Gangstar: West Coast Hustle
It’s hard to avoid the comparison: Gangstar: West Coast Hustle feels like a portable version of San Andreas with an added Spanish flair. That ought to be considered a high compliment, as San Andreas is held by many to be the pinnacle of the ever popular Grand Theft Auto series. Similarities are apparent in the main character, the setting, and the gang-centered storyline, with the game doing little to differentiate itself. Without taking too many liberties with the formula, Gameloft presents their entry as a straight-up free roaming affair, meeting almost every pre-requisite on a list of what makes a good sandbox-type game, and if for no other reason, is only set apart from the top of the heap due to a few core issues.
The first of which is the atrocious written dialogue. It’s flimsy, the jokes fall flat, and as a whole, none of the characters, nor their need to take out opposing gangs seems to be tangible. Of course, it may be a reality that a lot of gang warfare is centered around reclaiming turf and eliminating anyone with a different ideology than your own, but one would hope that a game would explore the underlying social issues, rather than simply marking targets across a GPS and employing the gamer as a hit man. Perhaps there’s more of a necessity to control areas in the Grand Theft Auto games because gangs seem to wither away as you plow through their membership and higher ranking thugs with all manner of explosives, but in Gangstar’s case, the hit man missions often feel unprompted and irrelevant to the game’s already thin storyline.
Maybe it’s too much to expect that kind of depth so early on in the App Store’s lifespan, though. As is, Gangstar does show plenty of promise. In particular, I could see myself throwing down money for some more varied mission packs, an expansion to the city, or some other sort of DLC that could make use of the game’s highly promising initial set of six chapters. Interspersed throughout these chapters are a good number of light mission types, typically with the focal point of delivering something/someone, or taking out your target. Most enemies are fairly easy to take out, with a sensible difficulty curve which eventually warrants the use of heavy weaponry, which can be obtained at the ammo and gun shops, for a small sum.
Reprising the role of “P. Thug”, you’ll be tasked with taking down any and all pedestrians whom have chosen not to wear shirts. Shirtless citizens all happen to be enemy gangsters, from rival gangs. In spite of the lack of creativity, it does make spotting enemies fairly easy. Gunplay is easy to get the hang of, except for the dual wielding aspect, which does not allow for an auto-lock aiming reticule, often leading to lame gunfights where you just can’t line up the trajectory of the bullets with your target. Otherwise, once the mapped on target button is cued, P. whips out his pistol, brandishing it sideways (you know, in an effort to look badass). Occasionally I found that while dual wielding, P.’s right hand refused to produce a gun, although it still fired as though the gun were there.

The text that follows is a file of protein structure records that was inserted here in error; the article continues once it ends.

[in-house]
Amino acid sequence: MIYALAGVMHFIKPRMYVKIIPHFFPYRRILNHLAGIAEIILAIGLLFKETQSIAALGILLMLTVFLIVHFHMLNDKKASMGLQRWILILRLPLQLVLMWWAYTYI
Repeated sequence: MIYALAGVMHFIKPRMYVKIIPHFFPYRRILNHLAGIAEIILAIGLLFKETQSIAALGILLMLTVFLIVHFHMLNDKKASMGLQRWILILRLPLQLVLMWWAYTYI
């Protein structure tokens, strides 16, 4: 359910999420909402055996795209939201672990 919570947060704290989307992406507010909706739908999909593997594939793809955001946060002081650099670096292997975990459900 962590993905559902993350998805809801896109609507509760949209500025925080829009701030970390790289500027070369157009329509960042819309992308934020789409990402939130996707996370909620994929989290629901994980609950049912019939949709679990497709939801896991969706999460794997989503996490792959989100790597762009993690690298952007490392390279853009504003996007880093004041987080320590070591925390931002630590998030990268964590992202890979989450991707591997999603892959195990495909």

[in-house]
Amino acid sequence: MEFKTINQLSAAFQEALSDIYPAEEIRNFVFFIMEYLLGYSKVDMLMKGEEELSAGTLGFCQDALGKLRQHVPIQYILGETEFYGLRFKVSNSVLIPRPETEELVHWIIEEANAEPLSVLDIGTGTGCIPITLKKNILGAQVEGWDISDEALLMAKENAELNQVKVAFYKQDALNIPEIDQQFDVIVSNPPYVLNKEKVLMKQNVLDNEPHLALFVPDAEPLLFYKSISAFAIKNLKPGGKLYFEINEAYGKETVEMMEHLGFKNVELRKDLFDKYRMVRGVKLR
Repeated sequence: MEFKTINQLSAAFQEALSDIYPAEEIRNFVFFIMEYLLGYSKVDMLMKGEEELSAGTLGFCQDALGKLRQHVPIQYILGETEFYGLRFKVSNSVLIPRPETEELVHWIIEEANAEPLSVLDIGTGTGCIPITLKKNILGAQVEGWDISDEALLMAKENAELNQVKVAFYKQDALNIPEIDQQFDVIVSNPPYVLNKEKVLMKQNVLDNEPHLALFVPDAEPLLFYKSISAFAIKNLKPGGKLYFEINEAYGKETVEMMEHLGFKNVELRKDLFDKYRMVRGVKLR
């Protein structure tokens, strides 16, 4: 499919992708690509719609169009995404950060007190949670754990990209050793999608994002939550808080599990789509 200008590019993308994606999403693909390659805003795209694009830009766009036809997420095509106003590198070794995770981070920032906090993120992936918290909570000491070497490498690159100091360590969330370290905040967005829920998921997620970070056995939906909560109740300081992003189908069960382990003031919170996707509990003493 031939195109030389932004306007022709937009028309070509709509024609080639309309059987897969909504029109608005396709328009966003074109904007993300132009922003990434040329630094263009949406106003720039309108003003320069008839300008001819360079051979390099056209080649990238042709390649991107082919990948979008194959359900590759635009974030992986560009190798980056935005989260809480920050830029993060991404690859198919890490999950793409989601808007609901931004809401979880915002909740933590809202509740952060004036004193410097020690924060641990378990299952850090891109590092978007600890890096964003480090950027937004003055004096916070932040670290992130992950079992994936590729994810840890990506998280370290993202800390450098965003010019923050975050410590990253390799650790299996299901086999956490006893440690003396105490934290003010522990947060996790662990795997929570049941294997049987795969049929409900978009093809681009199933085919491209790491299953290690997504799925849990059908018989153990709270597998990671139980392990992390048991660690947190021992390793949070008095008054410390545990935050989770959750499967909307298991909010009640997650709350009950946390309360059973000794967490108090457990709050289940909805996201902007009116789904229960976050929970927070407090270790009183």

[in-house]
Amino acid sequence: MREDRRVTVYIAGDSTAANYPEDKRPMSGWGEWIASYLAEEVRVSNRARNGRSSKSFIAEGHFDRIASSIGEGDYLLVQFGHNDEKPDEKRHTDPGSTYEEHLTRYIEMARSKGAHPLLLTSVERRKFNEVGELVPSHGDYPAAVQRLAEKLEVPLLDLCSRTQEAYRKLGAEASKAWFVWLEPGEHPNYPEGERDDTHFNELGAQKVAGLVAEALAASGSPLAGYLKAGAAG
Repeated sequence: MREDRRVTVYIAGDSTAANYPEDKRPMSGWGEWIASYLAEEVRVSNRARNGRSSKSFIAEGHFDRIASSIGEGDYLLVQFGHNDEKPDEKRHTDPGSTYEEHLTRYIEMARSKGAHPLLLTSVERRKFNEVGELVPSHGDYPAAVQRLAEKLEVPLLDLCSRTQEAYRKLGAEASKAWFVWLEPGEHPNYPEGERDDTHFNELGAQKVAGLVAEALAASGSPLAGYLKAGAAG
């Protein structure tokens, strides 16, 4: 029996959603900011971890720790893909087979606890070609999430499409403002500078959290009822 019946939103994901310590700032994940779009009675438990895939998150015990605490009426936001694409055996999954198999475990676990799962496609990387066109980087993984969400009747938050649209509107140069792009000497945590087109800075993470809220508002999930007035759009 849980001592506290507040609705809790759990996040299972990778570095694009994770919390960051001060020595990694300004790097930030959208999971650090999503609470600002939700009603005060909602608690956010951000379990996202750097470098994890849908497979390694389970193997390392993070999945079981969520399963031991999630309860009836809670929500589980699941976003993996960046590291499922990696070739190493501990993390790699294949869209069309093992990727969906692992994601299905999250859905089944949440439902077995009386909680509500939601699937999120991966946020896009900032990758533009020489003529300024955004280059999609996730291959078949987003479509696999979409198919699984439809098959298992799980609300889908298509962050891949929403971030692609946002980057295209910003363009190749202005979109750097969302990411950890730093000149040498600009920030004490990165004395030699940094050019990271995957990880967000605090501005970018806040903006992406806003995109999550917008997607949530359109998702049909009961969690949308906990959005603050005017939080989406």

Targeting follows the same basic mechanic on wheels, allowing for efficient drive-bys. On ground or in a vehicle, your target reticule is displayed for each target, expanding and retracting, with an indicator pointing out whom your currently aiming towards. This formula works well until there are multiple targets on screen. As the game tends to present clusters of enemies at once, its of utmost importance that the aiming system is fine-tuned and accurate. Unfortunately, the best case scenario’s often to fire at will and hope to connect. Switching to nearby targets requires tapping their reticule, although due to either unresponsive controls, or occasionally aggravating camera angels, its sometimes hard to switch as you watch P. getting pummeled by a gang of shirtless combatants, while he’s still aiming at a target that’s on the other side of a building. I only encountered several instances of this and thankfully the mediocre draw distance usually prevents P. from locking on to far-away targets.